Being a Strategic Leader Is About Asking the Right Questions

If you asked the world’s most successful business leaders what it means to “be strategic,” how many different answers do you think you’d get? Consider this number: 115,800,000. It’s the number of unique links returned when I searched online for “strategic leadership.”…

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Tribal Leadership: The Key To Building Great Teams

Have you ever wondered about internal organization dynamics and why some groups of people (who aren’t on the same team) are more successful than others? Why different “tribes” inside the organization seem to be at war with one another lowering performance in increasing politics? Why certain gro…

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How to Hack Your Brain for Insane Focus and Productivity, According to Harvard Research

The science-backed tips to destroy distractions and stay productive in the digital age. Studies indicate that most of us have incredibly short attention spans (in fact, some have found that we have shorter attention spans than goldfish), and it’s only getting worse….

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In a Difficult Conversation, Listen More Than You Talk

When Jared walked into a meeting to discuss a new marketing approach for a product, the conversation didn’t play out well. Five minutes into the dialogue, the product manager, Françoise, started interrupting him with questions he was planning to address later in the pitch….

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10 Quotes to Get Your Day Started

I love quotes…and motivational quote and a cup of coffee are a good way to start the day.  Here are 10 great quotes to get your day started.


1.  “Action is the foundational key to all success.” –-Pablo Picasso

2.  “If you don’t pay appropriate attention to what has your attention, it will take more of your attention than it deserves.”–David Allen

3.  “Productivity is being able to do things that you were never able to do before.”–Franz Kafka

4.  “Ordinary people think merely of spending time, great people think of using it.”–Arthur Schopenhauer

5.  “It is not enough to be busy…. The question is: What are we busy about?”–Henry David Thoreau

6.  “The way to get started is to quit talking and begin doing.”–Walt Disney

7.  “Plans are nothing; planning is everything.” –-Dwight D. Eisenhower

8.  “Remember that failure is an event, not a person.”–Zig Ziglar

9.  “If we all did the things we are capable of doing, we would literally astound ourselves.”–Thomas Edison

10 “You only have to do a very few things right in your life so long as you don’t do too many things wrong.”–Warren Buffett

Presentation Zen

PresenationZenThis book reaffirmed what I believe from a design perspective.  Simplicity, simplicity. The book itself is beautiful, just what you would expect from a book on design. Gorgeous pictures and lots of white space.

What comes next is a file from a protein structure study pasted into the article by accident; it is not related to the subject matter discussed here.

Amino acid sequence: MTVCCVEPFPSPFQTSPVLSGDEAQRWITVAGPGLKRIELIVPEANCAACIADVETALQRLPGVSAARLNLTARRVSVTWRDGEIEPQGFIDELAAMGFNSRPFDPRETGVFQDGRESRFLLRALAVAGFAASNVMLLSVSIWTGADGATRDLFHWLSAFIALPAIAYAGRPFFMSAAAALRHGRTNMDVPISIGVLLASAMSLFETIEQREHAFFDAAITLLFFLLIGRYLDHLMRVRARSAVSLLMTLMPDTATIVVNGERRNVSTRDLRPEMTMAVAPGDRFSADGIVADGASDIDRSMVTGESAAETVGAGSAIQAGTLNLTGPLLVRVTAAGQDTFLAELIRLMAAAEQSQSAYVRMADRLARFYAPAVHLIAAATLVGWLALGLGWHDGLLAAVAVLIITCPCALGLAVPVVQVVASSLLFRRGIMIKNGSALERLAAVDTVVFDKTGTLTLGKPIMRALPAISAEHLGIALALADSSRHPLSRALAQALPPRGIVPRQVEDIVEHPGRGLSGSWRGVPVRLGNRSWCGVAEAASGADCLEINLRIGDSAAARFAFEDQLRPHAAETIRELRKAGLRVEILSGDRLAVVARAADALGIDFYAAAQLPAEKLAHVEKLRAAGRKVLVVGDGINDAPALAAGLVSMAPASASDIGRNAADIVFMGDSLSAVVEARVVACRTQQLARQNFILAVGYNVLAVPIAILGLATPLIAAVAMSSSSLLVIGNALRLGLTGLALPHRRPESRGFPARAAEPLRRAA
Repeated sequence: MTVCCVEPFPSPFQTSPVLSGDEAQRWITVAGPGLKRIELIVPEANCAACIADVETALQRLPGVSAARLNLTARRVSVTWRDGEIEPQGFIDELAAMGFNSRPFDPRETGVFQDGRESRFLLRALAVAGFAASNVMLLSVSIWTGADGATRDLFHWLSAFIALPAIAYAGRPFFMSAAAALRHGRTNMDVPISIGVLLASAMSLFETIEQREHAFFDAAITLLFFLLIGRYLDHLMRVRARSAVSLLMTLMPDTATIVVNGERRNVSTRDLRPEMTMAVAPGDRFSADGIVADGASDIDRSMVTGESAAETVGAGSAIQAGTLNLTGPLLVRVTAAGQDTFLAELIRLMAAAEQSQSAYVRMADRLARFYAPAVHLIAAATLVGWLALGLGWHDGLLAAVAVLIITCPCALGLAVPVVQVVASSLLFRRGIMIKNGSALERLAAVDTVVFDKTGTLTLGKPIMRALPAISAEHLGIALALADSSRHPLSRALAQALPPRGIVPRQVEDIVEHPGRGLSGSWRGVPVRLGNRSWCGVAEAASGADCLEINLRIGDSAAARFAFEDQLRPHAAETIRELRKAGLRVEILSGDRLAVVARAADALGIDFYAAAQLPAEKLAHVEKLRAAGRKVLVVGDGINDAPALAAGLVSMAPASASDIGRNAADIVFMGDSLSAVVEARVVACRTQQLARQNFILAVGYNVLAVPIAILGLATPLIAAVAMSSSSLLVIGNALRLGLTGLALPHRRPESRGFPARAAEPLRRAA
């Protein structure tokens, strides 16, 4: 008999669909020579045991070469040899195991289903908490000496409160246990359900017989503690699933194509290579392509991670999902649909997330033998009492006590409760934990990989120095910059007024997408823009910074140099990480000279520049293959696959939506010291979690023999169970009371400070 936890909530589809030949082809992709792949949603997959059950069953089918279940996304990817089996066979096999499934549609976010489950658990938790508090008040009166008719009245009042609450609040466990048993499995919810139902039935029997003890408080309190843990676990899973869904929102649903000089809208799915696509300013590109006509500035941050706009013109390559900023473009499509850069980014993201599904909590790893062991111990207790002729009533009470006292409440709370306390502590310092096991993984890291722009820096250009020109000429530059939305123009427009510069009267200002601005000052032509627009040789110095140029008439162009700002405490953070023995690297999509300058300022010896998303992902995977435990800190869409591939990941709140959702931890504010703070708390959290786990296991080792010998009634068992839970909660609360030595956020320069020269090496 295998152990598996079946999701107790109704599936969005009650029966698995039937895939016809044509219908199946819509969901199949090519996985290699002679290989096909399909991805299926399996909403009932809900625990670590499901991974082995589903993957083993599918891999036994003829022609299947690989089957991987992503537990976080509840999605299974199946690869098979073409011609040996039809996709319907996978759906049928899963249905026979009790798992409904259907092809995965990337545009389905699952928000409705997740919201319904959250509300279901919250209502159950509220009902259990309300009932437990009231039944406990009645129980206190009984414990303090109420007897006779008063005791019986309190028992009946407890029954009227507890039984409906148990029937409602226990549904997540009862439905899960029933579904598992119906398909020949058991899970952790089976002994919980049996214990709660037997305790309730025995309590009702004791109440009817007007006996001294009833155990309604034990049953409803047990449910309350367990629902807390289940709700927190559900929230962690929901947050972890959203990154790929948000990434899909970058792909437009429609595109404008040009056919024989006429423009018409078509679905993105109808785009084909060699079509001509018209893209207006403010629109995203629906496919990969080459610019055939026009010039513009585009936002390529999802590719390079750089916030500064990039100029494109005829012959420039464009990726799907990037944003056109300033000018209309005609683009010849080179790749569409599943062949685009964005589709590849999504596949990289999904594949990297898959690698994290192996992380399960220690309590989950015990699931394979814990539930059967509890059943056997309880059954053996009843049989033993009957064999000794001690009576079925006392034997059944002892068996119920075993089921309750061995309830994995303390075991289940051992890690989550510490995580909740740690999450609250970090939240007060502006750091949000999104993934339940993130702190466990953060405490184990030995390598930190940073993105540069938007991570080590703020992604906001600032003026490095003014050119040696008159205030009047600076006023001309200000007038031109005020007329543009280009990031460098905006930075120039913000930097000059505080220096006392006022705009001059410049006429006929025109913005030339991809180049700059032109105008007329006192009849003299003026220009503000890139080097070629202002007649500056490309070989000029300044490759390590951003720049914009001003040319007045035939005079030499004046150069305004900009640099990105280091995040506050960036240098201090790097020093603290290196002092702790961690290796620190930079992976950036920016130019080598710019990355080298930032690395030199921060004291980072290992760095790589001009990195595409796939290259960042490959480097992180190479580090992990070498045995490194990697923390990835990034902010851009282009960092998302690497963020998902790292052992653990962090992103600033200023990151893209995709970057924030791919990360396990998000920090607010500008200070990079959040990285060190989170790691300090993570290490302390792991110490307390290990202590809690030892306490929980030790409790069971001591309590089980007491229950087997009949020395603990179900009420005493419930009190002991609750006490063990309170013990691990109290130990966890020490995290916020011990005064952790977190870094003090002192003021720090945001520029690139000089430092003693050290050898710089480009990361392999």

Living in the world of corporate IT, there is a constant push to put complex diagrams and a exhaustive text on each and every slide.  Garr confirms my belief that if your whole message is on your slides, then there is no need for a presentation or even you.  You can simply hand out your slides or provide a CD of the slides to the attendees – no meeting or presentation session needed. This is of course what many of us do at the IT conferences we attend.  Just pick up the CD and locate the presentation you missed, and review the slides.  Most of the time you’ve gotten the whole message in 10 minutes, why bother attending a sleep inducing 60 minute presentation.  


Garr’s book is full of wonderful suggestions and tips for creating presentations that support you as a presenter ensuring people are listening to you, and not just reading your slides. Knowing that it is difficult to process both verbal and written information at the same time, Garr suggest that you keep the content on your slides to a minimum in order for your audience to listen to you.  He’s taken Guy Kawasaki’s 10/20/30 Rule of PowerPoint to a new level. [The 10/20/30 Rule of PowerPoint: a PowerPoint presentation should have ten slides, last no more than twenty minutes, and contain no font smaller than thirty points.  — Read more: “How to Change the World: The 10/20/30 Rule of PowerPoint“]


I have seen many presentations given by folks who are not comfortable in front an audience and their presentation is their crutch.  With all their content on the slides they don’t have to remember the message or the flow, they allow the presentation to guide them.  PowerPoint has allowed our talented professionals to neglect the art of public speaking.  Although Garr’s book is primarily about the design of slides, he is suggesting you lean on your story and speaking skills, and only use your slides to support your message. Even going as far as to say you should be able to do your presentation without your slides.  Wow.  This is quite the radical concept in the world of corporate IT introverts.  This is always impressive when it happens. 


The most common objection to the “less-is-more” approach is that there is no take-away.  Garr’s suggestion that I am a huge fan of is to create a separate hand-out.  Oh my word, an actual document! Not a “slidument” the ever so awkward combination of slides and document.  In my career I have written many documents to accompany my presentations, mostly due the process by which I work.  I am a writer, so I often write out my message first then create the slides to support it.   The concept of a separate hand-out allows you to provide more support and back up data.  Of course this requires additional work and assumes the presenter truly knows their topic.